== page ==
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Ethyl acetate

Ethyl acetate or ethyl ethanoate is the organic compound with the chemical formula CH3-COO-CH2-CH3. The acetate ester of ethanol, ethyl acetate is a safe and common laboratory and domestic solvent with a pleasant odor.

PropertiesEdit

ChemicalEdit

Ethyl acetate, like many other carboxylate esters, is prone to hydrolysis accelerated by basic conditions. Because ethyl acetate is cheap and easy to come by in some locations, it is sometimes intentionally hydrolyzed using sodium hydroxide into its component species: acetic acid and ethanol. The acetic acid produced reacts with the sodium hydroxide to form sodium acetate, effectively providing two useful and easily separable reagents.

PhysicalEdit

Ethyl acetate is a clear, colorless, free-flowing liquid at room temperature. Ethyl acetate boils at 77.1 °C (170.8 °F) and has a density of about 0.897g/cm3, allowing it to float on water. It is moderately soluble (8.3g/100mL at 20 °C) in water and is soluble in or miscible with most organic solvents, including ethanol, acetone, and diethyl ether. As with other carboxylate esters, ethyl acetate has an ethereal, fruity smell. Ethyl acetate's chief use as a solvent comes from its ability to dissolve many water-insoluble substances, such as glues and lacquers, and it is often used as a substitute for another popular solvent in hardware stores, methyl ethyl ketone.

AvailabilityEdit

Ethyl acetate can often be found in hardware stores either in pure form as a solvent(sometimes labelled as MEK substitute) or as a component of mixed solvents, which may or may not allow its extraction via fractional distillation. Many acetone-free nail polish removers often contain it as well.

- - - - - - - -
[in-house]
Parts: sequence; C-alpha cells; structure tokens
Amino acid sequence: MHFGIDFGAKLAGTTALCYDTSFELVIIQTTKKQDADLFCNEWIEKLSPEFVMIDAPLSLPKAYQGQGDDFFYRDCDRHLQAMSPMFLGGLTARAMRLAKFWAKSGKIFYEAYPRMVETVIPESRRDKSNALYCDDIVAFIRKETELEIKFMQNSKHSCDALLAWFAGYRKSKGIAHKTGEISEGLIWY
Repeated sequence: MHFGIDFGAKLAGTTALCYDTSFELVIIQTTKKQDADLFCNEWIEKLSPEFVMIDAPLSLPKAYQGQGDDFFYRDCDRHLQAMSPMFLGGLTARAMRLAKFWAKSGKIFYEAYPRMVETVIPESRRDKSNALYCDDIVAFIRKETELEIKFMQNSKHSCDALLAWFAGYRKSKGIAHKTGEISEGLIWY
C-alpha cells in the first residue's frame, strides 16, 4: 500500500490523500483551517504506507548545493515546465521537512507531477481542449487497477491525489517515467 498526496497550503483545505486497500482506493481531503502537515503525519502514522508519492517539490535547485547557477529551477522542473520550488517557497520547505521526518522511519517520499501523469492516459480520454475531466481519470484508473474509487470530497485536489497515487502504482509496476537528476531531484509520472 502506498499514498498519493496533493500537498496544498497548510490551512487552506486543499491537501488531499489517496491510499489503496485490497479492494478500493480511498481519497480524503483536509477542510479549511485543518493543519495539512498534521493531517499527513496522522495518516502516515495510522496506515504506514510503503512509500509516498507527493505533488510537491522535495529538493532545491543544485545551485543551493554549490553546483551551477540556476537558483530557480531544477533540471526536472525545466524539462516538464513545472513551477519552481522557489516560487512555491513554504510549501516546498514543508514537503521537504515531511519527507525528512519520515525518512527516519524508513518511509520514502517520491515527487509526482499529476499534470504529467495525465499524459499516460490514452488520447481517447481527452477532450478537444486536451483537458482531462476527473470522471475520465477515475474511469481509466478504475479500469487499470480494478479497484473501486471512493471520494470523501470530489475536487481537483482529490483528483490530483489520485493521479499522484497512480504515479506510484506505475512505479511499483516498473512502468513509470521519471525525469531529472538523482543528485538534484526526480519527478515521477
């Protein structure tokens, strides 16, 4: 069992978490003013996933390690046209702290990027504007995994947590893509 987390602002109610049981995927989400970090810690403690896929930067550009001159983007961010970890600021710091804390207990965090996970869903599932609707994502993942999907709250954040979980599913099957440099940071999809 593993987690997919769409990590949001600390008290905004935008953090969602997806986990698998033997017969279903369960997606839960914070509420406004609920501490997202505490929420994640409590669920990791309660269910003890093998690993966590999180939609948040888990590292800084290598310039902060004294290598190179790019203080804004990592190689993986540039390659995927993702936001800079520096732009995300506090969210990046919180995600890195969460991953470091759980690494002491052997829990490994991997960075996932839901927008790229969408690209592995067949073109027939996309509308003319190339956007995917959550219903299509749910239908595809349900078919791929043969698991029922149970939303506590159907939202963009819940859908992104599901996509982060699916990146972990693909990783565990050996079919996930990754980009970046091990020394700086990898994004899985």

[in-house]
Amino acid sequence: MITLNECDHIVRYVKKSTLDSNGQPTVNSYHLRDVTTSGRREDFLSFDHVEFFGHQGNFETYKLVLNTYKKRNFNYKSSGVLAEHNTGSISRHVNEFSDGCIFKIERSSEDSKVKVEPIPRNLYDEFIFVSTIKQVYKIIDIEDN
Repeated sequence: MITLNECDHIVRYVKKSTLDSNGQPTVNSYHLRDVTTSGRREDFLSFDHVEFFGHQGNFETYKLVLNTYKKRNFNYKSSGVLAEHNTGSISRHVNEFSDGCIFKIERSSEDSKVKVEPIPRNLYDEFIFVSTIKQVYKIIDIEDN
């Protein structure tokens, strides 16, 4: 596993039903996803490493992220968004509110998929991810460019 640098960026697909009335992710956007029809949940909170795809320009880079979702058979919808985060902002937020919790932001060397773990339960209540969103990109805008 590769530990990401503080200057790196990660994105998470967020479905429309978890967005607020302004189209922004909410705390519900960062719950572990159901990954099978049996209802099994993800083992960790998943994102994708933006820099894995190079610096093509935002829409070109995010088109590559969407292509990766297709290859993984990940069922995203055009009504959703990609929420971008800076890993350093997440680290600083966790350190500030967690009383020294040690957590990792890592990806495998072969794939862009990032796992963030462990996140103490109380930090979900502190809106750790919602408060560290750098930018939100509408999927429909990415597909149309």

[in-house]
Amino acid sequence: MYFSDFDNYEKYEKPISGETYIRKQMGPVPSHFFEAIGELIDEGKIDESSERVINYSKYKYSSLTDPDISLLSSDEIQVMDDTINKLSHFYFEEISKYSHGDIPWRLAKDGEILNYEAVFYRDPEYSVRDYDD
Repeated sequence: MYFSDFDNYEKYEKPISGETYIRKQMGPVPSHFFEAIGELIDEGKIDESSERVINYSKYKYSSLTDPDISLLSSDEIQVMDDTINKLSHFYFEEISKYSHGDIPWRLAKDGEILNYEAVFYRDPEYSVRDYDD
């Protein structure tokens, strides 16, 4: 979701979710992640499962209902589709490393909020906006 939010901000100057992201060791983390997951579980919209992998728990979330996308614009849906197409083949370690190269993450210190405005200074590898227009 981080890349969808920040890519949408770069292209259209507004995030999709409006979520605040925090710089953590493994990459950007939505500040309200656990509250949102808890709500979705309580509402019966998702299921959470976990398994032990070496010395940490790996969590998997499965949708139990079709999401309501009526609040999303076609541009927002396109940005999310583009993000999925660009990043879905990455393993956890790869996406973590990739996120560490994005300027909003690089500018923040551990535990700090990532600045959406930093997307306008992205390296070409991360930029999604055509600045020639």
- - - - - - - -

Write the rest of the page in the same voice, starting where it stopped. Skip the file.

PreparationEdit

Ethyl acetate is most often prepared by the Fischer esterification between ethanol and glacial acetic acid. Using anhydrous reagents and sulfuric acid as a catalyst and drying agent results in a roughly 65% yield. As with most such syntheses, this esterification is conducted under reflux and is benefited by the removal of water by some means, such as excess sulfuric acid or a desiccant. The ethyl acetate formed is difficult to remove from any remaining ethanol, though one way to do so is by dumping the products of the reaction into water, in which ethyl acetate is not highly soluble, forming a layer on top which can be separated off physically. The crude ethyl acetate is then washed with sodium bicarbonate solution to remove residual acids and gently distilled over a desiccant such as calcium chloride.

ProjectsEdit

HandlingEdit

SafetyEdit

Ethyl acetate is flammable as well as being a mild skin irritant, but is relatively nontoxic to humans.

StorageEdit

Ethyl acetate can be stored relatively indefinitely, but may degrade over time in the presence of substantial water.

DisposalEdit

Ethyl acetate does not have any special requirements for disposal, but it may be a better idea to recover it via distillation or hydrolyze it to useful ethanol and acetic acid instead.

ReferencesEdit

Relevant Sciencemadness threadsEdit

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